Last but not least, even children could now perceive that much of what Hippocrates, Galen, and their contemporaries believed is patently false (at least they could if the education system hasn't totally failed them). The body is not composed of humours, the balance of which effect everything from personality to health, we most certainly do not need said bodily fluids drained regularly to restore balance. Nor are heat, cold, moist, and dry subjects of great importance to medicine, being merely observable properties of other more profound processes (energy, friction, and molecular structure). We now know about cells, bacteria, atoms and molecules, DNA and circulation -- to name a few of the concepts foreign to Hippocrates, Galen, and practically everyone until quite recently in history.

However, despite these shortcomings and as I alluded to earlier, it's fascinating to catch a glimpse of how their minds worked. Personally I had no idea that Ancient Romans knew about heartburn but Galen accurately describes its origins (to a certain extent), whereas in my mind I imagined frightened masses fearing divine punishment, desperately praying and sacrificing to rid themselves of the burning in their chests. I don't know, that might still have happened, but if so it was their own fault for not paying attention to Galen and his predecessors who clearly understood this as an act of "Nature" with a logical origin and purpose. And they weren't afraid to perform vivisections on animals to prove it. Galen also fascinatingly describes the digestive system in stunning detail, I didn't even know people performed dissection back then, and here's Galen describing an experiment on a living animal to show the flow of urine into and out of the bladder. He also described multiple types of muscle fiber and how they differ, and their purpose for different organs. Amazing.

Similarly Hippocrates' writings show fascinating insights into aspects of life that even now we know to affect health, such as environment (climate, water quality, etc.) and people's predispositions to certain diets and regimens, the upsetting of which can prove detrimental. Similarly we accept that there are good and bad treatments for illness, that the results of the treatment show how good it was. While this may all seem elementary to us, consider the minds which made the leap from ignorance and superstition to hypothesis, observation and logical discourse, and it was not without some controversy at the time as Hippocrates and Galen take pains to detail.

Perhaps most well known of all the contents of this volume is the Hippocratic Oath which appears first and is a well known fixture of medical practice to this day, even if it seems doctors do rather stray from the ideal. I think, I hope, most readers can make it through that single page with some comprehension, but I also hope some will at least skim through the rest. At least to appreciate the origins of modern medicine, how far we've come and yet in some sense, how deeply indebted we are to the ancients for the miracle drugs, medical technology, and appreciation of health and wellness we have today.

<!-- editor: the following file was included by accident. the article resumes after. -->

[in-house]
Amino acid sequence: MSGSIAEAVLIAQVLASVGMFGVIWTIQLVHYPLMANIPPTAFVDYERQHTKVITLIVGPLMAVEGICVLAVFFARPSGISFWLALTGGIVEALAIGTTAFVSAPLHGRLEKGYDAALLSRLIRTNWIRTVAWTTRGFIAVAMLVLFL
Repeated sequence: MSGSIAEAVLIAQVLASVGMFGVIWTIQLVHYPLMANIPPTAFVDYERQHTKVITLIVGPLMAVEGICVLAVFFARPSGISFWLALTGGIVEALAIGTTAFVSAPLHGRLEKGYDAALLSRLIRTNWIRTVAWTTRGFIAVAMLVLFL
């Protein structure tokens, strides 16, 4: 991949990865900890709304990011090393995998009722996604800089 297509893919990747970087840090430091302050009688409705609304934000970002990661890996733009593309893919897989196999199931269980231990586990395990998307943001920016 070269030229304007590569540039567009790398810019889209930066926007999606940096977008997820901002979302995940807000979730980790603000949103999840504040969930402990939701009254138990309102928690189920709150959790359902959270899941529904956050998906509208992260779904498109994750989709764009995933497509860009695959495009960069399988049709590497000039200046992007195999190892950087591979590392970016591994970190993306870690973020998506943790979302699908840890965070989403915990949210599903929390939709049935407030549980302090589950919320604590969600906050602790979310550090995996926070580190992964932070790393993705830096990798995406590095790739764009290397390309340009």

So, I found this entire volume enlightening, but Hippocrates writings to be far more tedious, especially because they go to great details about principles which I believe to be total nonsense. On Ancient Medicine is worth reading to see how Hippocrates differed from his predecessors in approaching health and medicine. On Airs, Waters, and Places touches on concepts even the modern reader can appreciate (with some filtering). The case studies in Of the Epidemics are a fascinating if grim reminder of the fragility of life. On the Surgery is worth reading to appreciate the advancement in the practice even at that time. The Aphorisms can be read without too much pains.

Galen by comparison is more concise and focused, but also more personal, conveying his own vivid words rather than being regurgitated by a nameless third party. He had me laughing at times with his jests, doubtless a masterful but pitiless opponent in rhetoric. All three books of On the Natural Faculties can be managed fairly easily, he wanted to make this material approachable to those of curiosity not perfect understanding of anatomy and philosophy (for in his mind if you had perfect understanding, you wouldn't need correcting from his treatise). He does spend a considerable amount of time refuting some of his peers, and considering I know both he and those he sharply refuted to be both partially wrong and partially correct in their assumptions, it takes some of the life from his arguments. Anyway it's worth reading in full for the anatomical references alone, it will open your eyes to knowledge at the peak of ancient Greco-Roman civilization.
Profile Image for Dylan Katthagen.
38 reviews
October 7, 2020